Down on

the Farm The Green Certificate Program is an agricultural skill development program that offers competency-based training for students interested in pursuing a career in agriculture. The program was developed with input from agriculture industry stakeholders and is delivered in partnership with Alberta Education through Alberta high schools. There are more than 1,100 trainees currently earning their Green Certificate in one of nine speciality areas: equine, cow-calf, feedlot, sheep, swine, dairy, filed crop, irrigated crop, and beekeeping. The program develops competent, industrytrained graduates who are ready for on-farm and/or agriculture related employment. Benefits for students: • Taught by industry trainers outside of the classroom; • Apprentice-style training allows students to gain hands-on experience; • Earn 16 high school credits that can help improve their academic marks; • Gain technical skills that will advance their careers in agriculture;

• Recognized as a prerequisite when applying to college or university; • Can be listed as an extracurricular activity on scholarship applications; and • Qualifies as a 4-H project. Benefits for schools: • Diversifies the school’s off-campus program offerings; • Offers opportunities for students to learn outside of the classroom; and • Doesn’t require staff resources during school hours since the program is delivered outside of academic hours. The program helps keep Alberta’s agriculture industry sustainable by training the next generation of agriculture leaders. The training builds skills in technical on-farm job duties, farm safety, business management, and communication skills. For more information, visit www.agriculture.alberta.ca/greencertificate. v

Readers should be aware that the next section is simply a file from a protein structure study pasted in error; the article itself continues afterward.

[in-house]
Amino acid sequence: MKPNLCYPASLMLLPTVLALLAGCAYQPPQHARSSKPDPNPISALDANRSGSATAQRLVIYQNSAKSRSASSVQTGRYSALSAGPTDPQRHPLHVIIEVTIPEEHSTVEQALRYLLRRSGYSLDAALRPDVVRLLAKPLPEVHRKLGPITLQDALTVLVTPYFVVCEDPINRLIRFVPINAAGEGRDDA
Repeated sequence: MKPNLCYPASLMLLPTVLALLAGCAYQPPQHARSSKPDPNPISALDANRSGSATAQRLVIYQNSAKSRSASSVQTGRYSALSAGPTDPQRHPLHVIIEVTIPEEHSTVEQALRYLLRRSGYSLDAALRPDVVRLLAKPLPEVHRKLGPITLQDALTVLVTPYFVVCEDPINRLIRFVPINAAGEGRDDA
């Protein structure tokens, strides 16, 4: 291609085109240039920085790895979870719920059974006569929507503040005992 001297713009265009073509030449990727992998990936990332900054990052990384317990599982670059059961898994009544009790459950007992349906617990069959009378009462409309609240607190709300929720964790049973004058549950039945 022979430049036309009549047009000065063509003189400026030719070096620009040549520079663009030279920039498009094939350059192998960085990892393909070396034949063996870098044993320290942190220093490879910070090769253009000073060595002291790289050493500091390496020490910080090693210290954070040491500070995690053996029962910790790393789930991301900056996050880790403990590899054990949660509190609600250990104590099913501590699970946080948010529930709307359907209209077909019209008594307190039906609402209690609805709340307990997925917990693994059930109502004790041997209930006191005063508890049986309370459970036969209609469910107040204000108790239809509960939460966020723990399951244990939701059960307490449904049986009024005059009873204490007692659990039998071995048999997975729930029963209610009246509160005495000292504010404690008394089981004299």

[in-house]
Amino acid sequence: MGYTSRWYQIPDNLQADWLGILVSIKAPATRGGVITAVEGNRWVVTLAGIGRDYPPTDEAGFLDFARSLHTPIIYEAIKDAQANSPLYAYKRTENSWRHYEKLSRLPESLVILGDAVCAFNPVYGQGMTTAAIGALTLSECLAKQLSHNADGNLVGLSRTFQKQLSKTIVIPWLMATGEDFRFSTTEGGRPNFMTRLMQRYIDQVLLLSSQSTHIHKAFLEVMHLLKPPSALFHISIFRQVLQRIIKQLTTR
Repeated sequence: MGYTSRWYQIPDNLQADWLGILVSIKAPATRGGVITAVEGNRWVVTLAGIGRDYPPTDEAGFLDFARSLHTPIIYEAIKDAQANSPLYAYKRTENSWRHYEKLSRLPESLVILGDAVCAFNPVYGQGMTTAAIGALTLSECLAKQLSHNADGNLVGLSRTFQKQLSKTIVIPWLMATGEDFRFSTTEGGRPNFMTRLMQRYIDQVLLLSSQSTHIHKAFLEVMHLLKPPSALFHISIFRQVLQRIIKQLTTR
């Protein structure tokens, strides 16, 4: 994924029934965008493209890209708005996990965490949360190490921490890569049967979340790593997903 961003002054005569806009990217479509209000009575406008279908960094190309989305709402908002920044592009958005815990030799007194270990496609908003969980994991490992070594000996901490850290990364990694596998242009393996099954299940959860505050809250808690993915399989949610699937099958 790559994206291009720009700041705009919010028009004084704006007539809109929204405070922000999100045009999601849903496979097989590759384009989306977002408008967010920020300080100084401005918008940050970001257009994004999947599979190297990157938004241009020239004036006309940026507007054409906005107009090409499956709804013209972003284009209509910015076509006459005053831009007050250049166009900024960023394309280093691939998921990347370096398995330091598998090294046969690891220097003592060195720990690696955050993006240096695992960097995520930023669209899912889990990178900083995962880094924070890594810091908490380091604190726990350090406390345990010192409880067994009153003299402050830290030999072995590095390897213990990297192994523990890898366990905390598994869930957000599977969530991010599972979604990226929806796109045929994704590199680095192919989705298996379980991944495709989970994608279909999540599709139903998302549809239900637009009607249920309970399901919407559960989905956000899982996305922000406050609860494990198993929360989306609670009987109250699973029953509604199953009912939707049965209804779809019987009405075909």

www.agriculture.alberta.ca/ greencertificate

22 Alberta School Counsellor / Fall 2013


careers:

The Next Generation

Working with community, for community. Imagine communities where employers are key partners in education, where skilled workforces continually flourish, and where youth participate in building a better tomorrow. This scenario is what the Alberta-based organization CAREERS: The Next Generation deems as the “three wins.” CAREERS is developing skilled workers of the future. Active in 300 Alberta communities and over 500 schools, the unique, non-profit organization raises youth awareness of career options in health services, trades, and industrial technologies in partnership with government, educators, communities, industry, parents, and students, alike.